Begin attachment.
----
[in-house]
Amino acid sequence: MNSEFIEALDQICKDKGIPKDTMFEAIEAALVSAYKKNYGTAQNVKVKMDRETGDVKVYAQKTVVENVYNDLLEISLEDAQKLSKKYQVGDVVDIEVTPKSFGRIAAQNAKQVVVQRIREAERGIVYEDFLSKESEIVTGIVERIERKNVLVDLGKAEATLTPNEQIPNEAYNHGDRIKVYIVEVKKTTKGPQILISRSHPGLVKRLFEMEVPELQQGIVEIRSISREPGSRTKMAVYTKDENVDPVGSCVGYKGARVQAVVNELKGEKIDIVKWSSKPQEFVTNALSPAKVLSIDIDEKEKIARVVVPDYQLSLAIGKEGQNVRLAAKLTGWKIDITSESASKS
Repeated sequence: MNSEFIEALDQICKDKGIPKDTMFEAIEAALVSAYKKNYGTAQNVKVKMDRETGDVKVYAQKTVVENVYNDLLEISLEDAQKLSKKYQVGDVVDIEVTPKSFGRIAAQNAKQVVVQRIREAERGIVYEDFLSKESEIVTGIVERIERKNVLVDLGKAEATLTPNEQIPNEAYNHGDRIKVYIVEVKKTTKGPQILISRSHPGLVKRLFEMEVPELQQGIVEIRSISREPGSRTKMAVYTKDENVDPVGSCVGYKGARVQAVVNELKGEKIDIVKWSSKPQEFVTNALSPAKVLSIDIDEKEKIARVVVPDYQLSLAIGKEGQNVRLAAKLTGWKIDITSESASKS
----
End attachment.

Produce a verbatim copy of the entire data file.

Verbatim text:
[in-house]
Amino acid sequence: MNSEFIEALDQICKDKGIPKDTMFEAIEAALVSAYKKNYGTAQNVKVKMDRETGDVKVYAQKTVVENVYNDLLEISLEDAQKLSKKYQVGDVVDIEVTPKSFGRIAAQNAKQVVVQRIREAERGIVYEDFLSKESEIVTGIVERIERKNVLVDLGKAEATLTPNEQIPNEAYNHGDRIKVYIVEVKKTTKGPQILISRSHPGLVKRLFEMEVPELQQGIVEIRSISREPGSRTKMAVYTKDENVDPVGSCVGYKGARVQAVVNELKGEKIDIVKWSSKPQEFVTNALSPAKVLSIDIDEKEKIARVVVPDYQLSLAIGKEGQNVRLAAKLTGWKIDITSESASKS
Repeated sequence: MNSEFIEALDQICKDKGIPKDTMFEAIEAALVSAYKKNYGTAQNVKVKMDRETGDVKVYAQKTVVENVYNDLLEISLEDAQKLSKKYQVGDVVDIEVTPKSFGRIAAQNAKQVVVQRIREAERGIVYEDFLSKESEIVTGIVERIERKNVLVDLGKAEATLTPNEQIPNEAYNHGDRIKVYIVEVKKTTKGPQILISRSHPGLVKRLFEMEVPELQQGIVEIRSISREPGSRTKMAVYTKDENVDPVGSCVGYKGARVQAVVNELKGEKIDIVKWSSKPQEFVTNALSPAKVLSIDIDEKEKIARVVVPDYQLSLAIGKEGQNVRLAAKLTGWKIDITSESASKS